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From Graham Dumpleton <graham.dumple...@gmail.com>
Subject Re: The Case for a Universal Web Server Load Value
Date Tue, 13 Nov 2012 01:02:11 GMT
You say:

"""I have traditional Unix-type load-average and the percentage of how
"idle" and "busy" the web-server is. But is that enough info? Or is that
too much? How much data should the front-end want or need? Maybe a single
agreed-upon value (ala "load average") is best... maybe not. These are the
kinds of questions to answer."""

How is 'idle' and 'busy' measure being calculated?

Now to deviate a bit in to related topic .....

One of the concerns I have had when looking over how MPMs work of late is
that the measure of how many threads are busy used to determine whether
processes should be created or destroyed is a spot measure. At least that
is how I interpret the code and I could well be wrong, so please correct me
if I am :-)

That is, how many threads are in use only at the time the maintenance cycle
is run is taken into consideration.

In the Python world where one cannot preload in the Apache parent the
Python interpreter or your application for various reasons, and need to
defer it to child worker processes, recycling processes can be an expensive
exercise as everything is done in the child after the fork.

What worries me is that the current MPM calculation with using a spot
measure isn't really a true indication of how much the server is being
utilised over time. Imagine the worst case where you were under load and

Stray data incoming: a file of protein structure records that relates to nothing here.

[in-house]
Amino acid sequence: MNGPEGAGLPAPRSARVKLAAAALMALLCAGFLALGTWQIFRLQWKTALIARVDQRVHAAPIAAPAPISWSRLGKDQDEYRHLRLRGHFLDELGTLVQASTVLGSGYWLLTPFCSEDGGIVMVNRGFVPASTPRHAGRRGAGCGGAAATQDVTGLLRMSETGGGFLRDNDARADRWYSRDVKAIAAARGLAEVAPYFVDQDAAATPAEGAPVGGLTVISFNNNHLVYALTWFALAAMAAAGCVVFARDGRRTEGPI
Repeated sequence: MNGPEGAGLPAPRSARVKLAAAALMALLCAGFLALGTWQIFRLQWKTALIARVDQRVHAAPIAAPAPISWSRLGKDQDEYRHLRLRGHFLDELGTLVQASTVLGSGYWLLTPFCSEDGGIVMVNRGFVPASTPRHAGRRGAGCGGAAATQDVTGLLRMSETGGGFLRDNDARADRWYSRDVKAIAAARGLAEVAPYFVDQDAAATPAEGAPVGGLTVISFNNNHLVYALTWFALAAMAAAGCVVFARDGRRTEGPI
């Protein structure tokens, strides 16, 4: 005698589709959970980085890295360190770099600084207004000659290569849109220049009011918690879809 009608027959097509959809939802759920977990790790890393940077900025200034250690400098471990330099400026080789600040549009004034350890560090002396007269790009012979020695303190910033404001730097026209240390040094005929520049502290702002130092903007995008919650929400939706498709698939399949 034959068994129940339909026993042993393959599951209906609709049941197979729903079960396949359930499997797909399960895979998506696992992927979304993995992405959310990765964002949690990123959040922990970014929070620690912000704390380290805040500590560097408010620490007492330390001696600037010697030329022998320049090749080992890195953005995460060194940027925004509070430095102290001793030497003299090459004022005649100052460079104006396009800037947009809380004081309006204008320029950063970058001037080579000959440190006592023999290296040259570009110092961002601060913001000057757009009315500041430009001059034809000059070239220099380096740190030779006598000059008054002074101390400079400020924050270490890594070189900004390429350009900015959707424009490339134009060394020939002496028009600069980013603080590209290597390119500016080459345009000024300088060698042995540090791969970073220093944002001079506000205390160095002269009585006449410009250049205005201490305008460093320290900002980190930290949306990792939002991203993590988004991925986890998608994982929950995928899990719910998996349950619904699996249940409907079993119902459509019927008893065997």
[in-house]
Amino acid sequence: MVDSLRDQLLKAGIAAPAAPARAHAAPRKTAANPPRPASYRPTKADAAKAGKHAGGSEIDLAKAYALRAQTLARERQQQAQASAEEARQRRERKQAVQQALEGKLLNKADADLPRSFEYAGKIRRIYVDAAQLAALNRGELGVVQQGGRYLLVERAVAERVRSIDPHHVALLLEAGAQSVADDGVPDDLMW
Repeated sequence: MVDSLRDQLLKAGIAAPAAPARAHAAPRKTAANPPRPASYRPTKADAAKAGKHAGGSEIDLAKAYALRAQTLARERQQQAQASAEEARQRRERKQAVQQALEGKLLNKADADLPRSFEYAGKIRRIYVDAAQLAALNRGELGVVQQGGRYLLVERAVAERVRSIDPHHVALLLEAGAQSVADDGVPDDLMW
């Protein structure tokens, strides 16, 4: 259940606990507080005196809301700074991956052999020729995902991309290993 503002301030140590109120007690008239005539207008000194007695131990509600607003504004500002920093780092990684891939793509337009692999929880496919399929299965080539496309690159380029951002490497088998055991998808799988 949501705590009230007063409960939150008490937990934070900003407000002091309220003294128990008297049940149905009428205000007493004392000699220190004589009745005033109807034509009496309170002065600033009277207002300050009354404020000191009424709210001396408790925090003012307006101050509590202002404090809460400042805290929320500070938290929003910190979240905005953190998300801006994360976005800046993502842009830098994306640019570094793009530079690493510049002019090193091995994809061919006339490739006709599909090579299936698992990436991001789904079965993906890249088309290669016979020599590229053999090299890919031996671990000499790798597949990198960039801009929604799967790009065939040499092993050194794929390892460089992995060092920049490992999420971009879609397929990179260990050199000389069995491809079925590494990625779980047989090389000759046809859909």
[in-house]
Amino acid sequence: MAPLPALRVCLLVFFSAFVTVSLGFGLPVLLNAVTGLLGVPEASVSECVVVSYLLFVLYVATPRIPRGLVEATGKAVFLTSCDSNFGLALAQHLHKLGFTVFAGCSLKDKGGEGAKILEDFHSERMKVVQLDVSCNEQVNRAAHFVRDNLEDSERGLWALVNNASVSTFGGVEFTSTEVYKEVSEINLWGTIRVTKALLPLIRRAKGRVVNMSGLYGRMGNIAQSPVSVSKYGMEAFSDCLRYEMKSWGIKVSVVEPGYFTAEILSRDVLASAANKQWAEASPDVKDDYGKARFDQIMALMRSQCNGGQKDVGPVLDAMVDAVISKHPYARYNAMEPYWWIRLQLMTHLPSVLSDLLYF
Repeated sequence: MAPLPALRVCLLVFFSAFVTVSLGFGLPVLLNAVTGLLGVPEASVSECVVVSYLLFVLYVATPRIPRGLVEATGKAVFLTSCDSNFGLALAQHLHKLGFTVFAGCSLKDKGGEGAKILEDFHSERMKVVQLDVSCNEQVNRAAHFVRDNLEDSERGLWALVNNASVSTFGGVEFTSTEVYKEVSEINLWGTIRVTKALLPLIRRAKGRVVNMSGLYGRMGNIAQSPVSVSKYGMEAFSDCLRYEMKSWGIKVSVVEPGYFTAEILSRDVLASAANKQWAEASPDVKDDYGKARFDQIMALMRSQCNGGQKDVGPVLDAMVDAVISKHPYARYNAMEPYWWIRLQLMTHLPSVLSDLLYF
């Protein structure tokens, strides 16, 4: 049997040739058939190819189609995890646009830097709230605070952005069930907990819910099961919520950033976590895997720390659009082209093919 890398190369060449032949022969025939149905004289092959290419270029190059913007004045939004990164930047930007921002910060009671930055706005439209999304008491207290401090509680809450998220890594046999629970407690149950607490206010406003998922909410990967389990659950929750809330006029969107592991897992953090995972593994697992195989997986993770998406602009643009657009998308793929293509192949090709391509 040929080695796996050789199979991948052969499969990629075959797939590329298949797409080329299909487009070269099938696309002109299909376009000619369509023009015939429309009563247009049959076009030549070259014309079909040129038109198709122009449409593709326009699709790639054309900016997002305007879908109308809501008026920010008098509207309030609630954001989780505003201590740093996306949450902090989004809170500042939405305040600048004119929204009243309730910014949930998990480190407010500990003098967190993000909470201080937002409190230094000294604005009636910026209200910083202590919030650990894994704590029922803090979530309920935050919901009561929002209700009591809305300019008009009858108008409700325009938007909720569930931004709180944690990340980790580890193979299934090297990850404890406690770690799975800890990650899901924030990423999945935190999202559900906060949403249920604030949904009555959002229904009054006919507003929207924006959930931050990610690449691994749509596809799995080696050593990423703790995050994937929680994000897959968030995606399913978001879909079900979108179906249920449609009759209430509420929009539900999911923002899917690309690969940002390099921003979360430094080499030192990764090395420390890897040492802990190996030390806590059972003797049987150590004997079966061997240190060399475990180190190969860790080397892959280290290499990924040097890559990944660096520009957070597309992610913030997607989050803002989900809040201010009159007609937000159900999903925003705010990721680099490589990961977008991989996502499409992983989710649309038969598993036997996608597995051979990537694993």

had a large number of concurrent requests and a commensurate number of
processes, but a substantial number finished just before the maintenance
cycle ran. The spot measure could use a quite low number which doesn't
truly reflect the request load on the server in the period just before
that, and what may therefore come after.

As a result of a low number for a specific maintenance cycle, it could
think it had more idle threads than needed and kill off one process. On
next cycle one second later the maintenance cycle may hit again when high
number of concurrent request and think it has to create a process again.

Another case is where you had a momentary network issue and so requests
were getting through and so for a short period the busy measure was low and
number of processes progressively get killed off at a rate of one a second.

Using a spot measure rather than looking at business over an extended
window of time, especially when killing processes, could cause process
recycling when not warranted or when it would be better that it simply
didn't do it.

The potential for this is in part avoided by what the min/max idle threads
is set to. That is, it effectively smooths out small fluctuations, but
because the busy measure is a spot metric, am still concerned that the
randomness of when requests run means that the spot metric could still jump
around quite a lot between maintenance cycles to the extent that could
exceed min/max levels and so kill off processes.